The Eric Trump Foundation is ‘dedicated to raising money for terminally-ill children at St. Jude Children’s Research Hospital in Memphis, Tennessee,’ according to its website. However, it appears that an increasing amount of that money ending up not with sick children, but instead in Donald J. Trump’s bank account.
A recent story on Forbes.com, titled ‘How Donald Trump Shifted Kids-Cancer Charity Money Into His Business,’ analyzes the funds raised by Eric Trump for children’s cancer research, and the subsequent re-donation of more than half a million dollars to other charities, many of which had connections with the Trump family. These secondary donations were allocated to ‘at least four groups that subsequently paid to hold golf tournaments at Trump courses,’ according to the article.
Eric Trump has directed more than $11 million to St. Jude Children’s Research Hospital in Memphis, Tennessee. Eric Trump has stressed the charity’s ‘efficiency,’ telling Forbes that they ‘get to use our assets 100% free of charge,’ including the use of the Trump National Golf Club for charity events. However, according to the article, Donald J. Trump was not happy when he found out his son had been using the facility for free – from that point on, his son was billed like everyone else. This bill – new or otherwise – led to the cost of Eric Trump Foundation golf tournaments to jump from $59,000 to a reported $322,000 from 2012 to 2015, according to Internal Revenue Service (IRS) filings cited in the story.
The article described the relationship between the Eric Trump Foundation and the Donald J. Trump foundation as ‘more in line with a drug cartel’s money laundering operation than charitable best practices.’ The makeup of the Eric Trump Foundation’s board potentially adds an additional reason for skepticism: six of the 14 members are ‘effectively’ full-time employees of the Trump Organization, according to the article; a seventh member owns a company ‘that billed the Trump campaign $16 million; and Eric Trump, along with his wife, Lara, also sit on the board. That makes nine of the 17 board members for the foundation with personal interests into the financial gain of the foundation – upon which much of their livelihoods depend.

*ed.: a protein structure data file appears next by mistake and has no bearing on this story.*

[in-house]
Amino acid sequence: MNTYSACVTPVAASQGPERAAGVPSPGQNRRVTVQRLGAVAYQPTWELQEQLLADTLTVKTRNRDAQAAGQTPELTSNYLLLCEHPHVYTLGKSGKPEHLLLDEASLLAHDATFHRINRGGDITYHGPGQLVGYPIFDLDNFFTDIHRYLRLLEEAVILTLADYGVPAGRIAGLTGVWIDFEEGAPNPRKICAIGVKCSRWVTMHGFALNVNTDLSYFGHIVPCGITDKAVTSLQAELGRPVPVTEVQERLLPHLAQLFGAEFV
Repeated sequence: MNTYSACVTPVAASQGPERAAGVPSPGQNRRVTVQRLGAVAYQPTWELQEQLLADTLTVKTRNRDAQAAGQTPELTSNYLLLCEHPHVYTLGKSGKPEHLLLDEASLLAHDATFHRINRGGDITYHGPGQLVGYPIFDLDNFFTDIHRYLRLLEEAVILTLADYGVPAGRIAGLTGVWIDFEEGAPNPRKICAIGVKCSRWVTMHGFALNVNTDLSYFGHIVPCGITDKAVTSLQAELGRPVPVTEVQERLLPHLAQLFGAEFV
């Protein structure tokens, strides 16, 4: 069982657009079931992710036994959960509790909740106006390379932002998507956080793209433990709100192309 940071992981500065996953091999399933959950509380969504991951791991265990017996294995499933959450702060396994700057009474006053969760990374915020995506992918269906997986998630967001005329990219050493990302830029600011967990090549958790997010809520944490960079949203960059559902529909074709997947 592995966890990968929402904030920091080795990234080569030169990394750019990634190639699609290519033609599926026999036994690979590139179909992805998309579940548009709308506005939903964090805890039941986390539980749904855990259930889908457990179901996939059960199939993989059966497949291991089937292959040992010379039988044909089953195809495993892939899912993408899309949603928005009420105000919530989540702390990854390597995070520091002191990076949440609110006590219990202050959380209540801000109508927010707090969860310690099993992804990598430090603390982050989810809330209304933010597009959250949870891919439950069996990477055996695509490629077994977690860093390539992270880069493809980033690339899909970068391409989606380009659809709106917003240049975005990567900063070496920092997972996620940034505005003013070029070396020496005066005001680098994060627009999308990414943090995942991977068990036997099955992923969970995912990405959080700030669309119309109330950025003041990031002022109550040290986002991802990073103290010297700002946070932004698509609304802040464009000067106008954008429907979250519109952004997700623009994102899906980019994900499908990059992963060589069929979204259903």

This is not the first time that the Donald J. Trump organization has come under scrutiny. An article in Newsweek cites that the Trump Foundation ‘admitted to violating a legal prohibition on ‘self-dealing,’ or using money meant for a nonprofit to benefit its leader,’ following the presidential election in November 2016. A story from The Washington Post earlier that same month explored Trump’s use of $20,000 – paid for with money from the Donald J. Trump Foundation – to buy a six-foot portrait of himself.
The Trump Organization ‘declined to answer detailed questions’ about payments from the Eric Trump Foundation, according to Forbes. A spokeswoman for the Trump Organization told CNBC, ‘Contrary to recent reports, at no time did the Trump Organization profit in any way from the foundation or any of its activities.’